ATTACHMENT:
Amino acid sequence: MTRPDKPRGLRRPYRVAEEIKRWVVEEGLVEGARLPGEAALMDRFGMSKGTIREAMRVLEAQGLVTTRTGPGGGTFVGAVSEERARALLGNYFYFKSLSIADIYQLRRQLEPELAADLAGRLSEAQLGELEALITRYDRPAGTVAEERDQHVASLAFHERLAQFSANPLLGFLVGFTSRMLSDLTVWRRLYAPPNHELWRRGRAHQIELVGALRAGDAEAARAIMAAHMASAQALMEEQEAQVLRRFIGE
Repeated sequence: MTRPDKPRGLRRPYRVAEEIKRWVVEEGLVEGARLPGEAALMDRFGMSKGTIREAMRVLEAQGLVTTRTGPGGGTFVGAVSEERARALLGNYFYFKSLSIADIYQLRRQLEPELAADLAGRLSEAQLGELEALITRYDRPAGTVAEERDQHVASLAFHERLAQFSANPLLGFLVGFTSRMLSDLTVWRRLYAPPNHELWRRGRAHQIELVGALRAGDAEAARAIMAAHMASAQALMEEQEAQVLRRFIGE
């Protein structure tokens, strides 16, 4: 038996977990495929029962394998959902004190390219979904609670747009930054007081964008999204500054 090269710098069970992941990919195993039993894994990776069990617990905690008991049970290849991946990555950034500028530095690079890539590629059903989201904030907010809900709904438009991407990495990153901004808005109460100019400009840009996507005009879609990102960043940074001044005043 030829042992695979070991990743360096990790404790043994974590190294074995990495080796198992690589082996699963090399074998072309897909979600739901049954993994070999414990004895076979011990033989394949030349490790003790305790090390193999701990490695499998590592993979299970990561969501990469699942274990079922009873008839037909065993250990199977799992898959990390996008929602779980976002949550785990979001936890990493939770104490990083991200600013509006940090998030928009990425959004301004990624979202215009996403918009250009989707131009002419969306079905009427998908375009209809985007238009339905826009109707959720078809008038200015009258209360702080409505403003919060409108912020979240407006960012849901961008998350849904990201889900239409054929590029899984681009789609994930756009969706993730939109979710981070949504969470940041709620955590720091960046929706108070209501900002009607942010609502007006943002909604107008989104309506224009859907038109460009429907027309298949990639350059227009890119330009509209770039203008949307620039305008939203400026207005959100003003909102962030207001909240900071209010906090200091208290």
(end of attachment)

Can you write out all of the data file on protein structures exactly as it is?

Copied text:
Amino acid sequence: MTRPDKPRGLRRPYRVAEEIKRWVVEEGLVEGARLPGEAALMDRFGMSKGTIREAMRVLEAQGLVTTRTGPGGGTFVGAVSEERARALLGNYFYFKSLSIADIYQLRRQLEPELAADLAGRLSEAQLGELEALITRYDRPAGTVAEERDQHVASLAFHERLAQFSANPLLGFLVGFTSRMLSDLTVWRRLYAPPNHELWRRGRAHQIELVGALRAGDAEAARAIMAAHMASAQALMEEQEAQVLRRFIGE
Repeated sequence: MTRPDKPRGLRRPYRVAEEIKRWVVEEGLVEGARLPGEAALMDRFGMSKGTIREAMRVLEAQGLVTTRTGPGGGTFVGAVSEERARALLGNYFYFKSLSIADIYQLRRQLEPELAADLAGRLSEAQLGELEALITRYDRPAGTVAEERDQHVASLAFHERLAQFSANPLLGFLVGFTSRMLSDLTVWRRLYAPPNHELWRRGRAHQIELVGALRAGDAEAARAIMAAHMASAQALMEEQEAQVLRRFIGE
């Protein structure tokens, strides 16, 4: 038996977990495929029962394998959902004190390219979904609670747009930054007081964008999204500054 090269710098069970992941990919195993039993894994990776069990617990905690008991049970290849991946990555950034500028530095690079890539590629059903989201904030907010809900709904438009991407990495990153901004808005109460100019400009840009996507005009879609990102960043940074001044005043 030829042992695979070991990743360096990790404790043994974590190294074995990495080796198992690589082996699963090399074998072309897909979600739901049954993994070999414990004895076979011990033989394949030349490790003790305790090390193999701990490695499998590592993979299970990561969501990469699942274990079922009873008839037909065993250990199977799992898959990390996008929602779980976002949550785990979001936890990493939770104490990083991200600013509006940090998030928009990425959004301004990624979202215009996403918009250009989707131009002419969306079905009427998908375009209809985007238009339905826009109707959720078809008038200015009258209360702080409505403003919060409108912020979240407006960012849901961008998350849904990201889900239409054929590029899984681009789609994930756009969706993730939109979710981070949504969470940041709620955590720091960046929706108070209501900002009607942010609502007006943002909604107008989104309506224009859907038109460009429907027309298949990639350059227009890119330009509209770039203008949307620039305008939203400026207005959100003003909102962030207001909240900071209010906090200091208290």